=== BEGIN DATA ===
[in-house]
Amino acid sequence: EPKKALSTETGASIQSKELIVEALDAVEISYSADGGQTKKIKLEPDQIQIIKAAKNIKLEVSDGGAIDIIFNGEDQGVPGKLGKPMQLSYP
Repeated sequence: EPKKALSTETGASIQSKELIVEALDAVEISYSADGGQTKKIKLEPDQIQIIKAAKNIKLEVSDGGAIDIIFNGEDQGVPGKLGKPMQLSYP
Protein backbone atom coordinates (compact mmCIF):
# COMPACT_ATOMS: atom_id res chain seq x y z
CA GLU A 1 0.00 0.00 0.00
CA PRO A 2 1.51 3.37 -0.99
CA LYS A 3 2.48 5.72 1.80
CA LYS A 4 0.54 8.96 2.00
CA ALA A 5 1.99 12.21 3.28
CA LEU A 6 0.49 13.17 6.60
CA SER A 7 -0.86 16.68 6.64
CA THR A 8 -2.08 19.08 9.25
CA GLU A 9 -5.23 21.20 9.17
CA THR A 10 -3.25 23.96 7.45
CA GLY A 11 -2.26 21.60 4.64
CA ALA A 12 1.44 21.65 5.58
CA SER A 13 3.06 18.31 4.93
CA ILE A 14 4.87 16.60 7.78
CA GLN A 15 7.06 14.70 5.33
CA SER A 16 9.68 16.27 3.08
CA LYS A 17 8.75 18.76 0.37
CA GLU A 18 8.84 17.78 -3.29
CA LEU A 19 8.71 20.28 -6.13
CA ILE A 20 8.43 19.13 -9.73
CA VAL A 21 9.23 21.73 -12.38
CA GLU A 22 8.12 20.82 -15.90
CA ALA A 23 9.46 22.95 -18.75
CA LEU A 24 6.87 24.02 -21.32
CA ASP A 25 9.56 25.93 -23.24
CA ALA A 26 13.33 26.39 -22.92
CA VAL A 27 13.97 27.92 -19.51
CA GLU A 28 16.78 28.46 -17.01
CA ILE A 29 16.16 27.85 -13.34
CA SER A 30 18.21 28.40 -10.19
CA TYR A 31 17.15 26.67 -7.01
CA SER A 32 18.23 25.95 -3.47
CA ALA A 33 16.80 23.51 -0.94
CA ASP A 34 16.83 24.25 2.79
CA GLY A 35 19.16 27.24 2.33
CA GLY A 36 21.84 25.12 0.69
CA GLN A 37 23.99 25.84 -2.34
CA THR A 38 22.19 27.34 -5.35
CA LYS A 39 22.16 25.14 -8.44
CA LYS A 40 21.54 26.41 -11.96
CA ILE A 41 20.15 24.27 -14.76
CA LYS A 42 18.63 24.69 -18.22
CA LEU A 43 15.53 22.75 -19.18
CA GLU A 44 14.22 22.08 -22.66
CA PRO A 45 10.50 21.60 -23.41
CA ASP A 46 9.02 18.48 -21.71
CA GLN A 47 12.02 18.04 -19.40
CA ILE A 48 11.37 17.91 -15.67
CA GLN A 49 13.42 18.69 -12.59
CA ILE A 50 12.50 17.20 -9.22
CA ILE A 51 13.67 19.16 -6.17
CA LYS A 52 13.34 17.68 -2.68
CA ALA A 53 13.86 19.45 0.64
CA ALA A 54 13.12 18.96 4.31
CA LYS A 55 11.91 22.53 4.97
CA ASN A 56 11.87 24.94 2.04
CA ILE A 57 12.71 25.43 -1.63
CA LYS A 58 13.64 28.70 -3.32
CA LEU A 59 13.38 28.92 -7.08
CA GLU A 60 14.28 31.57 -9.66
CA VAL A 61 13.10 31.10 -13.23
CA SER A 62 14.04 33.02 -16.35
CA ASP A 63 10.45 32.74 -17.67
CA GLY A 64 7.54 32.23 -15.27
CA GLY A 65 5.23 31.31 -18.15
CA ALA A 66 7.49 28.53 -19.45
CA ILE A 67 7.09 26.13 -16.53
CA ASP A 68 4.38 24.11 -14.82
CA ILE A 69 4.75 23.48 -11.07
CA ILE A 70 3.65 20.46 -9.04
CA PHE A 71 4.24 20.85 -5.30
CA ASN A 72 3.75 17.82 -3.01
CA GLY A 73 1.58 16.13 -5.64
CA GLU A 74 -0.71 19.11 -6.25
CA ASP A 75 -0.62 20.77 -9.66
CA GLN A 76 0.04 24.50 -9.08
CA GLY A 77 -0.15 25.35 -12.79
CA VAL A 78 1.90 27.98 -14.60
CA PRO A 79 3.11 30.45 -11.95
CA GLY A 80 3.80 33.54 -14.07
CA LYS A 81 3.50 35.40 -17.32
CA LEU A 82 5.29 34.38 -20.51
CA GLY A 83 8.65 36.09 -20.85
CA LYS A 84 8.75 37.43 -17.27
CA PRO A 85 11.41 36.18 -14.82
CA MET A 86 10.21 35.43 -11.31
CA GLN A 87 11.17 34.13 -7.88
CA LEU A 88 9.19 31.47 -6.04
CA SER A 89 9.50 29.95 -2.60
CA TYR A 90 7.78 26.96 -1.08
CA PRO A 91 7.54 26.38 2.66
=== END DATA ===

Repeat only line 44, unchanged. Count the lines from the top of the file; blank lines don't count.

CA LYS A 39 22.16 25.14 -8.44